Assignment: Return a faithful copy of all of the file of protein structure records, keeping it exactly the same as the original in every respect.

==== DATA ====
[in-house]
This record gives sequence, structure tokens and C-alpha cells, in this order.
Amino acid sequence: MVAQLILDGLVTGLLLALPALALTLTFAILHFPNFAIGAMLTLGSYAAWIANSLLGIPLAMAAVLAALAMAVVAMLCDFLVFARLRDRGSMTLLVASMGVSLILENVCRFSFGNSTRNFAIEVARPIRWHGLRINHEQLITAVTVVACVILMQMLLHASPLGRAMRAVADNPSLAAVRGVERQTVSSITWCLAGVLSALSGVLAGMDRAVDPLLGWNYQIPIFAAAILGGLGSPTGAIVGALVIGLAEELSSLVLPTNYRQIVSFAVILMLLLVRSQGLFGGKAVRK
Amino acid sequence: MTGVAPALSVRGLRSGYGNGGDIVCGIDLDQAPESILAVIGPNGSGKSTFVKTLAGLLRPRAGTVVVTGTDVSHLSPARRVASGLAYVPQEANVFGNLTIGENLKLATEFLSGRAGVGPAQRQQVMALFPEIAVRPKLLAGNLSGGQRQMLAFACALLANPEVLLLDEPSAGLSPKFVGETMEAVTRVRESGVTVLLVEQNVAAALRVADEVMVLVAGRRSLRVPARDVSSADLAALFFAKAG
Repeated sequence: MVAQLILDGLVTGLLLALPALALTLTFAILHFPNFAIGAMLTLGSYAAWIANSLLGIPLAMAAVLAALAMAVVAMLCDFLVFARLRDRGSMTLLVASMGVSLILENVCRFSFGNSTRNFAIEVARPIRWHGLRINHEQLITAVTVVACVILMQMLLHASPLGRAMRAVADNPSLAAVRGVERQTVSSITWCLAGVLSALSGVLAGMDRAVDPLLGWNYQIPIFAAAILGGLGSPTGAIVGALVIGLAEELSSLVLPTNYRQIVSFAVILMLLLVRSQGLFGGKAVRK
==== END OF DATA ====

[in-house]
This record gives sequence, structure tokens and C-alpha cells, in this order.
Amino acid sequence: MVAQLILDGLVTGLLLALPALALTLTFAILHFPNFAIGAMLTLGSYAAWIANSLLGIPLAMAAVLAALAMAVVAMLCDFLVFARLRDRGSMTLLVASMGVSLILENVCRFSFGNSTRNFAIEVARPIRWHGLRINHEQLITAVTVVACVILMQMLLHASPLGRAMRAVADNPSLAAVRGVERQTVSSITWCLAGVLSALSGVLAGMDRAVDPLLGWNYQIPIFAAAILGGLGSPTGAIVGALVIGLAEELSSLVLPTNYRQIVSFAVILMLLLVRSQGLFGGKAVRK
Amino acid sequence: MTGVAPALSVRGLRSGYGNGGDIVCGIDLDQAPESILAVIGPNGSGKSTFVKTLAGLLRPRAGTVVVTGTDVSHLSPARRVASGLAYVPQEANVFGNLTIGENLKLATEFLSGRAGVGPAQRQQVMALFPEIAVRPKLLAGNLSGGQRQMLAFACALLANPEVLLLDEPSAGLSPKFVGETMEAVTRVRESGVTVLLVEQNVAAALRVADEVMVLVAGRRSLRVPARDVSSADLAALFFAKAG
Repeated sequence: MVAQLILDGLVTGLLLALPALALTLTFAILHFPNFAIGAMLTLGSYAAWIANSLLGIPLAMAAVLAALAMAVVAMLCDFLVFARLRDRGSMTLLVASMGVSLILENVCRFSFGNSTRNFAIEVARPIRWHGLRINHEQLITAVTVVACVILMQMLLHASPLGRAMRAVADNPSLAAVRGVERQTVSSITWCLAGVLSALSGVLAGMDRAVDPLLGWNYQIPIFAAAILGGLGSPTGAIVGALVIGLAEELSSLVLPTNYRQIVSFAVILMLLLVRSQGLFGGKAVRK